A few months back I gave a presentation at the Houston SharePoint Users Group (HSUG) on how to customize the People Search Results Page. The presentation includes a brief high level walk-through on how to configure the Active Directory Profile Import to include additional Active Directory property mappings, and how to display these newly mapped properties in the search results page using the People Search Core Results web part.
You can download the presentation here.
I just recently responded to a post in one the MSDN SharePoint forums where a user was asking how he could determine what templates where being used by his sites. I didn’t really feel like having him look at the database, so I wrote a simple application page that exposes the WebTemplate and WebTemplateID properties of the SPWeb object. Here is what the code looks like:
Save the page to your layouts folder (usually c:\program files\common files\microsoft shared\web server extensions\12\template\layouts\). Once the page has been saved, you can access it from any of your SharePoint sites via http://yoursharepointsiteaddress/_layouts/pagename.aspx
Updated 8/26/2008: Updated code to remove “using” statement when getting a reference to the SPWeb object. Disposing of a shared resource such as an SPWeb object obtained from the current context may cause the SharePoint object model to behave unpredictably. Instead we should let SharePoint manage the object. See Best Practices: Using Disposable Windows SharePoint Services Objects for more information.
I recently performed another upgrade from SharePoint Portal Server 2003 to MOSS, and while the upgrade was executed without any major problems(I’ve earned bragging rights); we experienced a large number of calls due to broken links from other sites, and links that where saved as shortcuts or browser “favorites”. Most of them were due to a very large information re-architecture.
Some of the more important links where accounted for and redirected to the proper pages by adding URL mappings to the web.config file, a surprisingly easy though not very common technique. Undoubtedly many files would be left out, as its rather difficult (never say never) to find out what links and shortcuts people have saved. Ultimately they wanted a custom 404 page that would display a page with a friendly message using the portal look and feel.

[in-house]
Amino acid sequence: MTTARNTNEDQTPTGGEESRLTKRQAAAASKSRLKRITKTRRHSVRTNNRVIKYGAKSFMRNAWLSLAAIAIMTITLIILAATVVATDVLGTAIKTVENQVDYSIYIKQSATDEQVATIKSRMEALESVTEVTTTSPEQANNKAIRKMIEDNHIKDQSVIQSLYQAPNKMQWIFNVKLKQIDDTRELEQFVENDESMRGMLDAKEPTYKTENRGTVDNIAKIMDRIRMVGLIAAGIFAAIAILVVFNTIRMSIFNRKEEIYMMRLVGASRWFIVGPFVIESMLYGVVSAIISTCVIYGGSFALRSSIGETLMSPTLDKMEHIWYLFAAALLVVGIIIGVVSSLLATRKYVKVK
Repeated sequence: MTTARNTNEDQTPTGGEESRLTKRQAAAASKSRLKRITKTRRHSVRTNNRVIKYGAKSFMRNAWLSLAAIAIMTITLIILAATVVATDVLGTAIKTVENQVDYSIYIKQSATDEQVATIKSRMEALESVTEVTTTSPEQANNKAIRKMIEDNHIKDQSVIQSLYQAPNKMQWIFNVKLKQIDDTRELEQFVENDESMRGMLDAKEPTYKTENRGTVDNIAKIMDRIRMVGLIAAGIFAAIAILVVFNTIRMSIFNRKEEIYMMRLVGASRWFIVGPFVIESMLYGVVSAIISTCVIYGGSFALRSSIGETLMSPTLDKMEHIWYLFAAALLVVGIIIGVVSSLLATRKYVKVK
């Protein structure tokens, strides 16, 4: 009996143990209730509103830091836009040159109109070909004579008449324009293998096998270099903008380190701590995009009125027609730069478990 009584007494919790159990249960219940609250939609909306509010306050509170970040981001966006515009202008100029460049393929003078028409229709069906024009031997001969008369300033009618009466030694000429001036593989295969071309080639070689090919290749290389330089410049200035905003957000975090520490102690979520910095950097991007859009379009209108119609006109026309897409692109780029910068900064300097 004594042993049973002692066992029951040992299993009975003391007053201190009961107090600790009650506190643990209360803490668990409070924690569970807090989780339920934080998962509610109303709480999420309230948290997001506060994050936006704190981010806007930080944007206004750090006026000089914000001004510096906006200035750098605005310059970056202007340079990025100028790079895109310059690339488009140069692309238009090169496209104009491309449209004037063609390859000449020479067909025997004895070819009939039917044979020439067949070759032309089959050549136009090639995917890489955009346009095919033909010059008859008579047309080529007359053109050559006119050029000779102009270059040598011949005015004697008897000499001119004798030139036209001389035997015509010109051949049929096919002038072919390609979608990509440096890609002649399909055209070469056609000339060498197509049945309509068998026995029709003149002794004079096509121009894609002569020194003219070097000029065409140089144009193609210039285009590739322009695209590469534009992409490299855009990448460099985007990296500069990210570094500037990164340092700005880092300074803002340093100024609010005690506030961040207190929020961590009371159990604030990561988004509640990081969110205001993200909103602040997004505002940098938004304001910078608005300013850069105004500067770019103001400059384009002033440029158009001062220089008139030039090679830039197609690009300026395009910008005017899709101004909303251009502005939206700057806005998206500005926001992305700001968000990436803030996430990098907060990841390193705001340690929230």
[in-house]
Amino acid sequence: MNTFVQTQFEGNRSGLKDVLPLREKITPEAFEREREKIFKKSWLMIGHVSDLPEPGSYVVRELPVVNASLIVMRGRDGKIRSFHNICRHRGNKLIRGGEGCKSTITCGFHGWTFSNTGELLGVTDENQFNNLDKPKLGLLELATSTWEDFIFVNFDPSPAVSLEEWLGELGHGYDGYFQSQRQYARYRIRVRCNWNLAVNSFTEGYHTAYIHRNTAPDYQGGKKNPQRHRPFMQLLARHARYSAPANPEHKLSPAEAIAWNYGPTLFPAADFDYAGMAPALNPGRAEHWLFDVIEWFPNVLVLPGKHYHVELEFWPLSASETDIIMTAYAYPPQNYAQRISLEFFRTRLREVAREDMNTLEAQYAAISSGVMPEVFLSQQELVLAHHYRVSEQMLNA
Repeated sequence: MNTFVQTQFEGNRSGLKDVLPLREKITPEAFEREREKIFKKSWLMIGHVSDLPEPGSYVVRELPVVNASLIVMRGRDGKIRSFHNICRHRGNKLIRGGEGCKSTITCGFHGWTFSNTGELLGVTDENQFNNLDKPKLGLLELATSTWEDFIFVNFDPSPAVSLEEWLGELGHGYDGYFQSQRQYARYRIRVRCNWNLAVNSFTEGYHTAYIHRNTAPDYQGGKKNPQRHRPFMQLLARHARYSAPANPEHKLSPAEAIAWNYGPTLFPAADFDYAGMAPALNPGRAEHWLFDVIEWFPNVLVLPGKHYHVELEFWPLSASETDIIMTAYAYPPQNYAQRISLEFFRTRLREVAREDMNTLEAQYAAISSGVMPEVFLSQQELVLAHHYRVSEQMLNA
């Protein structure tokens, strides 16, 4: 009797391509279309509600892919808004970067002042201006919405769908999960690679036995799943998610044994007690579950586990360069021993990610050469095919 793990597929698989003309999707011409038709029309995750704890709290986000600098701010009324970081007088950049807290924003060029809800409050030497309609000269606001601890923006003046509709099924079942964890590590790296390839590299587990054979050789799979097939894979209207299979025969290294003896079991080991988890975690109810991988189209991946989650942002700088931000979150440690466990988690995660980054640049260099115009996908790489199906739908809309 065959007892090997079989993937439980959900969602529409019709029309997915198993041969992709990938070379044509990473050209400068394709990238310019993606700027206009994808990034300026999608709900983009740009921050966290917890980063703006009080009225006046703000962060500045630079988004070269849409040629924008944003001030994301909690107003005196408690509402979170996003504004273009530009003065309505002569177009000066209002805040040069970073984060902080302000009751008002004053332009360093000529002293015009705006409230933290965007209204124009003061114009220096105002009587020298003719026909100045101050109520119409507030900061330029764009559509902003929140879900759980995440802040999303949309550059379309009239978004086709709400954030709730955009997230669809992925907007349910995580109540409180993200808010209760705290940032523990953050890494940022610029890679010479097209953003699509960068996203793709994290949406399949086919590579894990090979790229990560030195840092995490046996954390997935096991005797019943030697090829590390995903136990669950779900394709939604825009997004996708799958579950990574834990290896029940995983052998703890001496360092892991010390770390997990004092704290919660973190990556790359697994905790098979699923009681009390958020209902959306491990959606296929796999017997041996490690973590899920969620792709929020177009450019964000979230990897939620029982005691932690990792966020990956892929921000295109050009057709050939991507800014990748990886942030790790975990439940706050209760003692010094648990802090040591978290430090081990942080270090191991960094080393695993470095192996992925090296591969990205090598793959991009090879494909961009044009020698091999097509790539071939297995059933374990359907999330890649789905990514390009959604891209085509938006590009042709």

This is fairly easy to accomplish as SharePoint does provide an SPWebApplication property (FileNotFoundPage) to specify a custom 404 page. Unfortunately the property is only accessible via the API, and the file must be an HTML page located in \\Program Files\Common Files\Microsoft Shared\web server extensions\12\LAYOUTS\Locale_ID
Of course it would be easier if we could set this property from Central Administration, and why stop there, why not allow an administrator to specify a page in the portal, or anywhere else, and of any type for that matter. So I developed a SharePoint solution containing the following:
- An HTML page to specify as the FileNotFoundPage of the web application. This page redirects all requests to custom application page where its easier to handle the request.
- A settings page from where custom settings on how to handle the request can be specified for each web application.
- A SharePoint application page that handles the request based on the custom settings specified for the web applicaiton
- A feature that creates a menu item in “Central Administration > Application Management” for the settings page
The HTML file is simply a copy of the sps404.htm file that SharePoint installs by default in “c:\program files\common files\microsoft shared\web server extensions\12\template\layouts\1033″, I’ve simply replaced the path it uses to redirect requests to with that of my custom 404 handler aspx page.
The Custom404Settings.aspx page allows the user to select a web application and specify a custom 404 page. The value specified is saved to a custom property of the web application that can later be referenced by the Custom404Handler.aspx page.
The following code is used to update the FileNotFoundPage property of the web application and create a new property “Custom404Path” to store the specified custom 404 path value.
SPFarm farm = SPFarm.Local;
SPWebService service = farm.Services.GetValue("");
string webAppPropertyKey = "Custom404Path";
Guid webAppGuid = new Guid(lstWebApplications.SelectedValue);
SPWebApplication webApp = service.WebApplications[webAppGuid];
//create a web application property to store the
//path to the custom 404 page
webApp.Properties[webAppPropertyKey] = txtCustom404Path.Text;